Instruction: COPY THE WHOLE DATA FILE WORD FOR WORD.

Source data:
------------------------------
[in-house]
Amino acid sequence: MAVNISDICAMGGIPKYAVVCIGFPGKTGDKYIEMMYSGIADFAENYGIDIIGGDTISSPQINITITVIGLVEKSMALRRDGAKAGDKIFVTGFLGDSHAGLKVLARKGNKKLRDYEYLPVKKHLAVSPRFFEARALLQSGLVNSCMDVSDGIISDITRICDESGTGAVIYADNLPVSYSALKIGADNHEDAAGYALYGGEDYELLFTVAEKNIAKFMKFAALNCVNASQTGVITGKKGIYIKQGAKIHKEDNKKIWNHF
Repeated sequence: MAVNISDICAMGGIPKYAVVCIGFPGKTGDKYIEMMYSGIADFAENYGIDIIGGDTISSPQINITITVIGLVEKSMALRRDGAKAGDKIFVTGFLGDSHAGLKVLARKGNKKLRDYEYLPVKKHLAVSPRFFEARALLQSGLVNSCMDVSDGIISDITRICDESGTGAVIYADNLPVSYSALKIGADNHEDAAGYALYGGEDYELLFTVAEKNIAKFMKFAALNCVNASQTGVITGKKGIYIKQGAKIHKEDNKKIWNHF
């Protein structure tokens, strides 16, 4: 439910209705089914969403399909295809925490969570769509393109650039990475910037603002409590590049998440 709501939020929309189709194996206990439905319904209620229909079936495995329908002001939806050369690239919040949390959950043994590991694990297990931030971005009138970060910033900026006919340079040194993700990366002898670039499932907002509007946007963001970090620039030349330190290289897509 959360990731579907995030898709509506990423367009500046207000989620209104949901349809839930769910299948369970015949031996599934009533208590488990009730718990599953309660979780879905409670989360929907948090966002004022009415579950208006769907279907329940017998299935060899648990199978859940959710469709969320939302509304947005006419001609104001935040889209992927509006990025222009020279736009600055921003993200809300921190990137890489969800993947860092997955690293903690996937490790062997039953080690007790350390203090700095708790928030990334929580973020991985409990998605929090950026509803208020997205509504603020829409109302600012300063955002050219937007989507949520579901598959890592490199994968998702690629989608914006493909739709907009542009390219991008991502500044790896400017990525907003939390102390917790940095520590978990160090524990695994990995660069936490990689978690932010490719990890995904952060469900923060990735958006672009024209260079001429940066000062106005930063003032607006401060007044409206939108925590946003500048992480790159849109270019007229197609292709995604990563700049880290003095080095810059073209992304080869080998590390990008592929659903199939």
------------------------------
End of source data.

[in-house]
Amino acid sequence: MAVNISDICAMGGIPKYAVVCIGFPGKTGDKYIEMMYSGIADFAENYGIDIIGGDTISSPQINITITVIGLVEKSMALRRDGAKAGDKIFVTGFLGDSHAGLKVLARKGNKKLRDYEYLPVKKHLAVSPRFFEARALLQSGLVNSCMDVSDGIISDITRICDESGTGAVIYADNLPVSYSALKIGADNHEDAAGYALYGGEDYELLFTVAEKNIAKFMKFAALNCVNASQTGVITGKKGIYIKQGAKIHKEDNKKIWNHF
Repeated sequence: MAVNISDICAMGGIPKYAVVCIGFPGKTGDKYIEMMYSGIADFAENYGIDIIGGDTISSPQINITITVIGLVEKSMALRRDGAKAGDKIFVTGFLGDSHAGLKVLARKGNKKLRDYEYLPVKKHLAVSPRFFEARALLQSGLVNSCMDVSDGIISDITRICDESGTGAVIYADNLPVSYSALKIGADNHEDAAGYALYGGEDYELLFTVAEKNIAKFMKFAALNCVNASQTGVITGKKGIYIKQGAKIHKEDNKKIWNHF
């Protein structure tokens, strides 16, 4: 439910209705089914969403399909295809925490969570769509393109650039990475910037603002409590590049998440 709501939020929309189709194996206990439905319904209620229909079936495995329908002001939806050369690239919040949390959950043994590991694990297990931030971005009138970060910033900026006919340079040194993700990366002898670039499932907002509007946007963001970090620039030349330190290289897509 959360990731579907995030898709509506990423367009500046207000989620209104949901349809839930769910299948369970015949031996599934009533208590488990009730718990599953309660979780879905409670989360929907948090966002004022009415579950208006769907279907329940017998299935060899648990199978859940959710469709969320939302509304947005006419001609104001935040889209992927509006990025222009020279736009600055921003993200809300921190990137890489969800993947860092997955690293903690996937490790062997039953080690007790350390203090700095708790928030990334929580973020991985409990998605929090950026509803208020997205509504603020829409109302600012300063955002050219937007989507949520579901598959890592490199994968998702690629989608914006493909739709907009542009390219991008991502500044790896400017990525907003939390102390917790940095520590978990160090524990695994990995660069936490990689978690932010490719990890995904952060469900923060990735958006672009024209260079001429940066000062106005930063003032607006401060007044409206939108925590946003500048992480790159849109270019007229197609292709995604990563700049880290003095080095810059073209992304080869080998590390990008592929659903199939």